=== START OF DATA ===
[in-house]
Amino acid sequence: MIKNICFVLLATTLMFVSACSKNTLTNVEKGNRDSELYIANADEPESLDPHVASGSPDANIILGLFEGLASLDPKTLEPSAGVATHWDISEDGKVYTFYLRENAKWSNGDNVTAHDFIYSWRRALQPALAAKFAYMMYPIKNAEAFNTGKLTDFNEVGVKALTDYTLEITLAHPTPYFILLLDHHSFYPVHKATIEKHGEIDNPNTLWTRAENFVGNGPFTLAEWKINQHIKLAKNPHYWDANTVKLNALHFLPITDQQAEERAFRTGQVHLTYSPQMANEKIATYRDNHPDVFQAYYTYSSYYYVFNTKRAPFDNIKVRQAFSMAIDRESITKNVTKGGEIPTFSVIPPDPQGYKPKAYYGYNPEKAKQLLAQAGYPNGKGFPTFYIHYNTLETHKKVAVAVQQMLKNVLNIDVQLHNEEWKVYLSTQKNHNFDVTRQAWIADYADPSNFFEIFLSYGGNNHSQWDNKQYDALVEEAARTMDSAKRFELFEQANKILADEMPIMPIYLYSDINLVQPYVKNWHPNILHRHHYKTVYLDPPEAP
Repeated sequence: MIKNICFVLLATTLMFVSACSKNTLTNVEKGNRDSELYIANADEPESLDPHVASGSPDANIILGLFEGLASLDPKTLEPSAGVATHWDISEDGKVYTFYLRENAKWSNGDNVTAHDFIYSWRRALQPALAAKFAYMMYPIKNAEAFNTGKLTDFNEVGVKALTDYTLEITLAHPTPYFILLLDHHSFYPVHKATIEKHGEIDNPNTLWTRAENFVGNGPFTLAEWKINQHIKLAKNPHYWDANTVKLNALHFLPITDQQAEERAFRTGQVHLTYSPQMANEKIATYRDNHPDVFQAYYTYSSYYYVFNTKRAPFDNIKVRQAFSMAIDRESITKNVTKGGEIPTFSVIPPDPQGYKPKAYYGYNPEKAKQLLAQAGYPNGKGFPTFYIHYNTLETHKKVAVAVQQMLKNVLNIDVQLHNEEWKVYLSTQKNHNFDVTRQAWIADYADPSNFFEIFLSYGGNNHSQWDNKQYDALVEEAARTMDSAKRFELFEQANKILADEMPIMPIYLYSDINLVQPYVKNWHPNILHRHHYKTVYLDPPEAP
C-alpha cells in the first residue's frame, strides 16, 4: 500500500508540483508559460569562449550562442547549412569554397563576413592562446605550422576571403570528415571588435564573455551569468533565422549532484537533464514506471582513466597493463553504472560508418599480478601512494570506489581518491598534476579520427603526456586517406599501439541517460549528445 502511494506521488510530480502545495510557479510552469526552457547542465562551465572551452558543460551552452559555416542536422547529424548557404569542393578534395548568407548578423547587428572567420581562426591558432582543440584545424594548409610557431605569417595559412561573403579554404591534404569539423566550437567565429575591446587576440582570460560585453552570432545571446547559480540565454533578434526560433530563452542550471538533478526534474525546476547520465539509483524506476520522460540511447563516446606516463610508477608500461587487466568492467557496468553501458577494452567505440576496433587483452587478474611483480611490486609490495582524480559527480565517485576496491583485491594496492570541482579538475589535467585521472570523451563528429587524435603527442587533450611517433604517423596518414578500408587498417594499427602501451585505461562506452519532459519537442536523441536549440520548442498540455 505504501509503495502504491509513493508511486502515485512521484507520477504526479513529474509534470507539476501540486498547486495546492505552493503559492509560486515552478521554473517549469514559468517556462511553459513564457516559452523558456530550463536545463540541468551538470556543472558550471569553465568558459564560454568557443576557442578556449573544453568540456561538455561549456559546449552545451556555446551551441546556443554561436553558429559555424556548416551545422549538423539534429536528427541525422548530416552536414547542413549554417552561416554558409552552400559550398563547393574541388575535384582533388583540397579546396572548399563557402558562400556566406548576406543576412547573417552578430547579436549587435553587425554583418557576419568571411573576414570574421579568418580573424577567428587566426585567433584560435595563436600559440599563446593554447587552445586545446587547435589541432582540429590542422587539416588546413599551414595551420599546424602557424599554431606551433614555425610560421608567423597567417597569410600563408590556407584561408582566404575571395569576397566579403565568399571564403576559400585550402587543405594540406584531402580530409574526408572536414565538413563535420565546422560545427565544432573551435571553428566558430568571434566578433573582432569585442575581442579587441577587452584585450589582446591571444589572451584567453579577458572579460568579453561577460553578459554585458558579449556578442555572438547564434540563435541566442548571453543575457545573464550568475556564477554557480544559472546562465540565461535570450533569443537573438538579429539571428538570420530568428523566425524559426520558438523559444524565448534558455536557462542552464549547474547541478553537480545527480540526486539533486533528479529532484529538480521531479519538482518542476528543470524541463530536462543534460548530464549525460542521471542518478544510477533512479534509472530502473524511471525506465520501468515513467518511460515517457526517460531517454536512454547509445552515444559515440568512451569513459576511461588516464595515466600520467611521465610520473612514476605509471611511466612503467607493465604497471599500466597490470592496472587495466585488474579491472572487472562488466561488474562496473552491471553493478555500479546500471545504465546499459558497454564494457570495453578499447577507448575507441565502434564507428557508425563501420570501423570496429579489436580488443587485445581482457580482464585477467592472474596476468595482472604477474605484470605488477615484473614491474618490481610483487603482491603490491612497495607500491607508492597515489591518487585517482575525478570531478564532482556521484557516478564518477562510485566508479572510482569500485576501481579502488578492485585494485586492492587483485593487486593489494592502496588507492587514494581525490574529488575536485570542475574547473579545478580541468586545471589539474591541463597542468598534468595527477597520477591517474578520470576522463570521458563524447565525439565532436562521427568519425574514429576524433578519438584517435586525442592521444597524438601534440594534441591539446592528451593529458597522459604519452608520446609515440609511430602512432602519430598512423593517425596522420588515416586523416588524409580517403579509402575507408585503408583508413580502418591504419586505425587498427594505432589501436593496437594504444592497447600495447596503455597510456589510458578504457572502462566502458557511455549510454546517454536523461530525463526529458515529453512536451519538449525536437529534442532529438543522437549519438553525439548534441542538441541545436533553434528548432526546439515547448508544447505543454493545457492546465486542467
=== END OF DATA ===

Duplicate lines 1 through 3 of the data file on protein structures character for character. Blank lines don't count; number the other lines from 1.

[in-house]
Amino acid sequence: MIKNICFVLLATTLMFVSACSKNTLTNVEKGNRDSELYIANADEPESLDPHVASGSPDANIILGLFEGLASLDPKTLEPSAGVATHWDISEDGKVYTFYLRENAKWSNGDNVTAHDFIYSWRRALQPALAAKFAYMMYPIKNAEAFNTGKLTDFNEVGVKALTDYTLEITLAHPTPYFILLLDHHSFYPVHKATIEKHGEIDNPNTLWTRAENFVGNGPFTLAEWKINQHIKLAKNPHYWDANTVKLNALHFLPITDQQAEERAFRTGQVHLTYSPQMANEKIATYRDNHPDVFQAYYTYSSYYYVFNTKRAPFDNIKVRQAFSMAIDRESITKNVTKGGEIPTFSVIPPDPQGYKPKAYYGYNPEKAKQLLAQAGYPNGKGFPTFYIHYNTLETHKKVAVAVQQMLKNVLNIDVQLHNEEWKVYLSTQKNHNFDVTRQAWIADYADPSNFFEIFLSYGGNNHSQWDNKQYDALVEEAARTMDSAKRFELFEQANKILADEMPIMPIYLYSDINLVQPYVKNWHPNILHRHHYKTVYLDPPEAP
Repeated sequence: MIKNICFVLLATTLMFVSACSKNTLTNVEKGNRDSELYIANADEPESLDPHVASGSPDANIILGLFEGLASLDPKTLEPSAGVATHWDISEDGKVYTFYLRENAKWSNGDNVTAHDFIYSWRRALQPALAAKFAYMMYPIKNAEAFNTGKLTDFNEVGVKALTDYTLEITLAHPTPYFILLLDHHSFYPVHKATIEKHGEIDNPNTLWTRAENFVGNGPFTLAEWKINQHIKLAKNPHYWDANTVKLNALHFLPITDQQAEERAFRTGQVHLTYSPQMANEKIATYRDNHPDVFQAYYTYSSYYYVFNTKRAPFDNIKVRQAFSMAIDRESITKNVTKGGEIPTFSVIPPDPQGYKPKAYYGYNPEKAKQLLAQAGYPNGKGFPTFYIHYNTLETHKKVAVAVQQMLKNVLNIDVQLHNEEWKVYLSTQKNHNFDVTRQAWIADYADPSNFFEIFLSYGGNNHSQWDNKQYDALVEEAARTMDSAKRFELFEQANKILADEMPIMPIYLYSDINLVQPYVKNWHPNILHRHHYKTVYLDPPEAP